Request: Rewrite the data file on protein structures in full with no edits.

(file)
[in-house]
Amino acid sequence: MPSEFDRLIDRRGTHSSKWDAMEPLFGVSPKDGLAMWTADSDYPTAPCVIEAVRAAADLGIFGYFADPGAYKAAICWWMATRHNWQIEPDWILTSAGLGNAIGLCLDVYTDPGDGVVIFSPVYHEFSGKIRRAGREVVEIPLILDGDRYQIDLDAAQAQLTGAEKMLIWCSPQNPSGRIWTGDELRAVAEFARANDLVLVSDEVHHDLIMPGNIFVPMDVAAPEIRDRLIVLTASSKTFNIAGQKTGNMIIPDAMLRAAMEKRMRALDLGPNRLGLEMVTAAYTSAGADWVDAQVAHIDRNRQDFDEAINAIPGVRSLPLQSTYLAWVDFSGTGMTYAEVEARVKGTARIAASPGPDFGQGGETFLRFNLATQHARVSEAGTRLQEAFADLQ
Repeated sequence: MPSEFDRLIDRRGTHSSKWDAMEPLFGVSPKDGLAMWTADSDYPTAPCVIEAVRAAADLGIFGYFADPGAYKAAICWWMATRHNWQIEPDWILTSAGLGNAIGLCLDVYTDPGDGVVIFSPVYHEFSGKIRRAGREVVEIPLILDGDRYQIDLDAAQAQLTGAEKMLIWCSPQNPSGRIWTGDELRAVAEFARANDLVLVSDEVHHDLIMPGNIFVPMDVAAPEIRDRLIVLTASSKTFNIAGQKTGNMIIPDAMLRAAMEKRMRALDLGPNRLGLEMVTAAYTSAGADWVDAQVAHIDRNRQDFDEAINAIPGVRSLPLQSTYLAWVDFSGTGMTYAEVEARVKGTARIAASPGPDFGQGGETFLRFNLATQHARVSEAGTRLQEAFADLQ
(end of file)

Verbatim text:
[in-house]
Amino acid sequence: MPSEFDRLIDRRGTHSSKWDAMEPLFGVSPKDGLAMWTADSDYPTAPCVIEAVRAAADLGIFGYFADPGAYKAAICWWMATRHNWQIEPDWILTSAGLGNAIGLCLDVYTDPGDGVVIFSPVYHEFSGKIRRAGREVVEIPLILDGDRYQIDLDAAQAQLTGAEKMLIWCSPQNPSGRIWTGDELRAVAEFARANDLVLVSDEVHHDLIMPGNIFVPMDVAAPEIRDRLIVLTASSKTFNIAGQKTGNMIIPDAMLRAAMEKRMRALDLGPNRLGLEMVTAAYTSAGADWVDAQVAHIDRNRQDFDEAINAIPGVRSLPLQSTYLAWVDFSGTGMTYAEVEARVKGTARIAASPGPDFGQGGETFLRFNLATQHARVSEAGTRLQEAFADLQ
Repeated sequence: MPSEFDRLIDRRGTHSSKWDAMEPLFGVSPKDGLAMWTADSDYPTAPCVIEAVRAAADLGIFGYFADPGAYKAAICWWMATRHNWQIEPDWILTSAGLGNAIGLCLDVYTDPGDGVVIFSPVYHEFSGKIRRAGREVVEIPLILDGDRYQIDLDAAQAQLTGAEKMLIWCSPQNPSGRIWTGDELRAVAEFARANDLVLVSDEVHHDLIMPGNIFVPMDVAAPEIRDRLIVLTASSKTFNIAGQKTGNMIIPDAMLRAAMEKRMRALDLGPNRLGLEMVTAAYTSAGADWVDAQVAHIDRNRQDFDEAINAIPGVRSLPLQSTYLAWVDFSGTGMTYAEVEARVKGTARIAASPGPDFGQGGETFLRFNLATQHARVSEAGTRLQEAFADLQ